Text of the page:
LONDON: Amazon is reportedly in talks with some of Europe’s leading insurance firms about offering products for a new price comparison website in the UK, which could see the US retail giant disrupt yet another business sector if the plan goes ahead.

It is unclear what insurance products might be sold on any new platform, but three unnamed industry executives confirmed to Reuters that talks with Amazon have been taking place, although one said there are no imminent launch plans.

However, home and motor insurance policies are big sellers in the competitive UK online price comparison market, which is dominated by and GoCompare, two brands that are also significant advertisers, especially on TV.

“As Amazon becomes a larger part of the home, whether it’s products delivered to the home, security monitoring, home services like wi-fi installation, you can make the case that insurance is the next logical step for this company,” said R.J. Hottovy, senior analyst at Morningstar.

Amazon declined to comment on the Reuters report, but the company has already made a foray into the US health insurance market via a partnership with Berkshire Hathaway and JP Morgan.

And in Europe it has been working with The Warranty Group since 2016 to offer consumers warranty extensions on their purchases. It also has co-branded credit cards in the UK and Germany, although Amazon does not offer to lend money of its own.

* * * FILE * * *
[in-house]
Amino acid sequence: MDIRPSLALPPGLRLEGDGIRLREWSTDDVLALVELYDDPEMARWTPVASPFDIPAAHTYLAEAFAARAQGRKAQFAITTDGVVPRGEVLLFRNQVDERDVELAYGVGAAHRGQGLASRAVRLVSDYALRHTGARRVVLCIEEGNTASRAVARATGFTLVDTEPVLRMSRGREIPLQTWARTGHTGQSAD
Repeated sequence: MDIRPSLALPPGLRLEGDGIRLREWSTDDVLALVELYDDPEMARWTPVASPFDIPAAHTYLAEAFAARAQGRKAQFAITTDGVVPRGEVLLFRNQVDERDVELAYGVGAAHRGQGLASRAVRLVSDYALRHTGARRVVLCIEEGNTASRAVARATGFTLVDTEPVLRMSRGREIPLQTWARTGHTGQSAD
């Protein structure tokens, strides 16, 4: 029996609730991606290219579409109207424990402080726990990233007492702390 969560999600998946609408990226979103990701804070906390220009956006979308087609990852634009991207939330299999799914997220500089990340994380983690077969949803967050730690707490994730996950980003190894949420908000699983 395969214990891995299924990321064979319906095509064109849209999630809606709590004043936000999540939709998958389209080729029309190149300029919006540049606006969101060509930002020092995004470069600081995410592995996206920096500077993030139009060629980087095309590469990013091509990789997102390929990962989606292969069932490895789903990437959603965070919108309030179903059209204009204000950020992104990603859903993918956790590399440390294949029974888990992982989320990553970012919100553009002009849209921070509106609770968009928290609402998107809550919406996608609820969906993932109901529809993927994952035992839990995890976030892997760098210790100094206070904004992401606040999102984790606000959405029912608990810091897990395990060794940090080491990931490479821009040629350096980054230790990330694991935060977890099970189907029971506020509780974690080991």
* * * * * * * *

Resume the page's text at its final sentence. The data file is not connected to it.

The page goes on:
That last point may help to explain Amazon’s reported exploration of price comparison sites because, as Reuters noted, Western tech and e-commerce firms – unlike their Chinese counterparts like Alibaba and Tencent – have been cautious about entering the heavily regulated financial services market.

A comparison site, however, would enable Amazon to give its customers access to a range of insurance policies from numerous providers without having to meet the same degree of regulatory burden.

Another possible incentive, as reported by Bloomberg, is that 30% of UK consumers indicated in a survey in April that they would consider buying insurance from providers such as Amazon, Apple, Facebook and Google, according to analytics firm GlobalData.

Sourced from Reuters, Bloomberg; additional content by WARC staff